And then there’s the Arab/Muslim communities. A survey was desirably undertaken in schools to combat racism. A student innocently notes that any tendency to display anti-Semitism is met with a huge apparatus of condemnation. (The 2002 Lellouche Law raised the penalties for racism and explicitly for anti-Semitism.) On the other hand, noted the student, tendencies to racist discrimination against blacks or Arabs are ignored or treated lightly.
There is, as Boniface expresses it, deux poids, deux mesures – two weights, two measures. It is widely felt and widely resented. TWTM could be the motif of Boniface’s book.
Arabs and blacks often refrain from reporting abuse or assaults with the prospect that the authorities will not pursue the complaint. Women wearing the veil are perennially harassed and physically attacked. A young pregnant woman is punched in the stomach; she loses her child. There is perennial use of the term ‘dirty Arab’. Arabs and blacks are perennially harassed by police because of their appearance and presumed ethnicity. Islamophobia escalates, with implicit support from CRIF and from pro-Israel celebrities such as Alain Finkielkraut. (Finkielkraut was recently beamed up to the celestial Académie française; his detractors were labelled anti-Semites.)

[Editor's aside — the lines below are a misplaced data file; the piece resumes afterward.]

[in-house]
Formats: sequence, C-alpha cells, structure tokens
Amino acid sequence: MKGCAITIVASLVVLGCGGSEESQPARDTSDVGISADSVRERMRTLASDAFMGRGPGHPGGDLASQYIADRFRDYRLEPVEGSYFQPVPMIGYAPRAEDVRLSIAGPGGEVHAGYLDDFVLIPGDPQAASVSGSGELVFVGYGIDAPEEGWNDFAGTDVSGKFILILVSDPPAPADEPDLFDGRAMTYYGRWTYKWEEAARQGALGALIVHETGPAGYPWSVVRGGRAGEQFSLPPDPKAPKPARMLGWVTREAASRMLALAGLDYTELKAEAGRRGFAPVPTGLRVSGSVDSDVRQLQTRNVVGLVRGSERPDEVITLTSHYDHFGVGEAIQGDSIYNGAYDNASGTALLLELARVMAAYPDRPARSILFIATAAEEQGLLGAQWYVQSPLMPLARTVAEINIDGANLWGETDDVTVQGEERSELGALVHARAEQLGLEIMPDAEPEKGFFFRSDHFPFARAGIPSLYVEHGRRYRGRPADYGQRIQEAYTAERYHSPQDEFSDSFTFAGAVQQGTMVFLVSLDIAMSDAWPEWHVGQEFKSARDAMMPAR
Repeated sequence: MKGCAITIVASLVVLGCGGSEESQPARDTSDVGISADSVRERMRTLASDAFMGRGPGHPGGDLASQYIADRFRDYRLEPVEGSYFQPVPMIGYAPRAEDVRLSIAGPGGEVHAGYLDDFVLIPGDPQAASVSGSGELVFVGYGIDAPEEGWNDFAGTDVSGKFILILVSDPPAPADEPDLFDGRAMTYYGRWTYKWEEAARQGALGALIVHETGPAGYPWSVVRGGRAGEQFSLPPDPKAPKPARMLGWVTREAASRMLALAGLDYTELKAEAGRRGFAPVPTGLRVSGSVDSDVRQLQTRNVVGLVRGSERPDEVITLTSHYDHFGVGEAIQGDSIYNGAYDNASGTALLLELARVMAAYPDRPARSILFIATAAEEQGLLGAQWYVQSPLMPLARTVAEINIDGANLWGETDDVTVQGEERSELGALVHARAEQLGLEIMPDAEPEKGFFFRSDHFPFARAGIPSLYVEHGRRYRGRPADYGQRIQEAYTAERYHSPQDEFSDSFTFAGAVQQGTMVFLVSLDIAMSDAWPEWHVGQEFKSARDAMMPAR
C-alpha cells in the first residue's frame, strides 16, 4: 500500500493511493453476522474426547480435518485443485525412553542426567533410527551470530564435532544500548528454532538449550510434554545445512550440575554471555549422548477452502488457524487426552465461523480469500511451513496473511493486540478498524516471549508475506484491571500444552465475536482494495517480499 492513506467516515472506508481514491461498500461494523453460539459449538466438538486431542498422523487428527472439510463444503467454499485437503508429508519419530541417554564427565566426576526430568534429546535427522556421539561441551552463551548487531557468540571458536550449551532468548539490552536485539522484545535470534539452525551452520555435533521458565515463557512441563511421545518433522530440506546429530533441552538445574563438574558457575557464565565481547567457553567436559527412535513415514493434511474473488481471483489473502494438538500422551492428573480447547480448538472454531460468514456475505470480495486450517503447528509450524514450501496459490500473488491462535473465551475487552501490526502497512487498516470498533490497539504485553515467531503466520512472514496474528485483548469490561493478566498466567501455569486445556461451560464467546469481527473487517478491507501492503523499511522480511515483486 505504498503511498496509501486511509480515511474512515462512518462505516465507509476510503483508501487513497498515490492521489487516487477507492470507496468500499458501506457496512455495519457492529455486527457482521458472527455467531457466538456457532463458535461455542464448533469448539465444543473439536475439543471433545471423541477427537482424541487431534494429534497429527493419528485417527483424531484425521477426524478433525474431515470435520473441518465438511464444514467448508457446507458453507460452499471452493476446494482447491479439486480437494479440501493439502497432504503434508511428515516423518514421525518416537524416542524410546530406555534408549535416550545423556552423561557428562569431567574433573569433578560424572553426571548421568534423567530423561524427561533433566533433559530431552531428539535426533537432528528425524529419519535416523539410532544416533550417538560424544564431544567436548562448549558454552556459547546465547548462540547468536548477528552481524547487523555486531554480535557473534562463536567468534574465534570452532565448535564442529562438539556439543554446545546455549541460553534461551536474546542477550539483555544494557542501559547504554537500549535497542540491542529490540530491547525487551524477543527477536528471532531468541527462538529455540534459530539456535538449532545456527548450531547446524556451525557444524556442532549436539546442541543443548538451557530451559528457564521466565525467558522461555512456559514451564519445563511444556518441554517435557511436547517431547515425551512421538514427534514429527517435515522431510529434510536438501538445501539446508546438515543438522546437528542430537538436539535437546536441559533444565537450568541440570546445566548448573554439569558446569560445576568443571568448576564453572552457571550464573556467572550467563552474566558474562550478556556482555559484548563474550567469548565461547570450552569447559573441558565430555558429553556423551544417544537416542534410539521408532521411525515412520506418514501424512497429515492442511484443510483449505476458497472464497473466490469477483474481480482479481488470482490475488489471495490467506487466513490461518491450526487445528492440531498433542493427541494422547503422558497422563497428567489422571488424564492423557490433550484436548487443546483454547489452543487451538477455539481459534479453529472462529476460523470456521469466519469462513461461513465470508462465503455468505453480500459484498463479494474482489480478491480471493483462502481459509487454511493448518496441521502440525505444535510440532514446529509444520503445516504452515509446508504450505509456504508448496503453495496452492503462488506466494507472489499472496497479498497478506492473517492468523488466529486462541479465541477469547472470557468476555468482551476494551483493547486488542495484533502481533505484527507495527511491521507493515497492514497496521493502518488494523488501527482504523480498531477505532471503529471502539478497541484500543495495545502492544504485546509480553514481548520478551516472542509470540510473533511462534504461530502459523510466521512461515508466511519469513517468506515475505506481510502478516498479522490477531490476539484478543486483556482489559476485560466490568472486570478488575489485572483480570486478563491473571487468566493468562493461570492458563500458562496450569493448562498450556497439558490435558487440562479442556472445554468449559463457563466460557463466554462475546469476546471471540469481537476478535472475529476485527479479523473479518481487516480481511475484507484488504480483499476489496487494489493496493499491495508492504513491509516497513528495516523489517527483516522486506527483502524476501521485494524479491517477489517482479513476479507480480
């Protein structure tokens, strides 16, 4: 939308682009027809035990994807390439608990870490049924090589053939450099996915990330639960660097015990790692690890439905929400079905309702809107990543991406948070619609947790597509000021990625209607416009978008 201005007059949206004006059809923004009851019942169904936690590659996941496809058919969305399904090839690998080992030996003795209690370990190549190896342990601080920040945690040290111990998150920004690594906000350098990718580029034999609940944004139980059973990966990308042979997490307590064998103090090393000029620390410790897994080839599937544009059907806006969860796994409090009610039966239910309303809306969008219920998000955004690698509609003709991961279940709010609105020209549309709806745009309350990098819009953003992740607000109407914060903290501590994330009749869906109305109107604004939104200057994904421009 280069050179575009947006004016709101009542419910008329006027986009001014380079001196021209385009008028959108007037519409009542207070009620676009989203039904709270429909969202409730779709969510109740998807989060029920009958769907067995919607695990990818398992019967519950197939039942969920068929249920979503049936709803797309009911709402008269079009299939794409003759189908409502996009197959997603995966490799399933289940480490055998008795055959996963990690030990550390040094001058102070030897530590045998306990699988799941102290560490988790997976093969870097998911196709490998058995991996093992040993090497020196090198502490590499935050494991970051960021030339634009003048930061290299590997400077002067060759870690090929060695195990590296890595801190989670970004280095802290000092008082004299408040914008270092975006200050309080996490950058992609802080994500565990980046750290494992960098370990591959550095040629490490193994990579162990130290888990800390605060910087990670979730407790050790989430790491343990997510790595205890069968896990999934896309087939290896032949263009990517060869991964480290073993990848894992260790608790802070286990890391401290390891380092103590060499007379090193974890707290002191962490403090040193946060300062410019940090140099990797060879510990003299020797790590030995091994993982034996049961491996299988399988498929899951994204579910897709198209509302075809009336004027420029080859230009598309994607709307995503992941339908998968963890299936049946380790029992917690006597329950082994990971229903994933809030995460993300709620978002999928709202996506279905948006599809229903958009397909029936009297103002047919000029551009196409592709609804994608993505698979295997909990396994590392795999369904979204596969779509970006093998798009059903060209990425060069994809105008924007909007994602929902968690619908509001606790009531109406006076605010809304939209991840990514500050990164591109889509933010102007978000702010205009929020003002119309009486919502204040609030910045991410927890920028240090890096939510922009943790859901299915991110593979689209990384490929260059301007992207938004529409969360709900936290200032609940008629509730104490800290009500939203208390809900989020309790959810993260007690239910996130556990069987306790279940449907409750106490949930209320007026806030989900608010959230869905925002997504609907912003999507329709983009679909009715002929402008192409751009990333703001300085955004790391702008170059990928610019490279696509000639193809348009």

Salutary is the perennial humiliation experienced by Mustapha Kessous, journalist for Le Monde. Boniface notes that Kessous ‘possesses a perfect mastery of social conventions and of the French language’. Not sufficient it appears. On a cycle or in a car he is stopped by police who ask of him if he has stolen it. He visits a hospital but is asked, ‘where is the journalist’? He attends court and is taken to be the defendant, and so on.
In 2005, a Franco-Palestinian Salah Hamouri was arrested at a checkpoint and eventually indicted on a trumped up charge of involvement in the murder of a rabbi. In 2008 he took a ‘plea bargain’ and was given 7 years in jail. He was released in 2011 in the group exchange with the release of French IDF soldier Gilad Shalit. In France, Shalit is treated with reverence, though a voluntary enrolee of an occupying force. Hamouri’s plight has been treated with indifference. TWTM.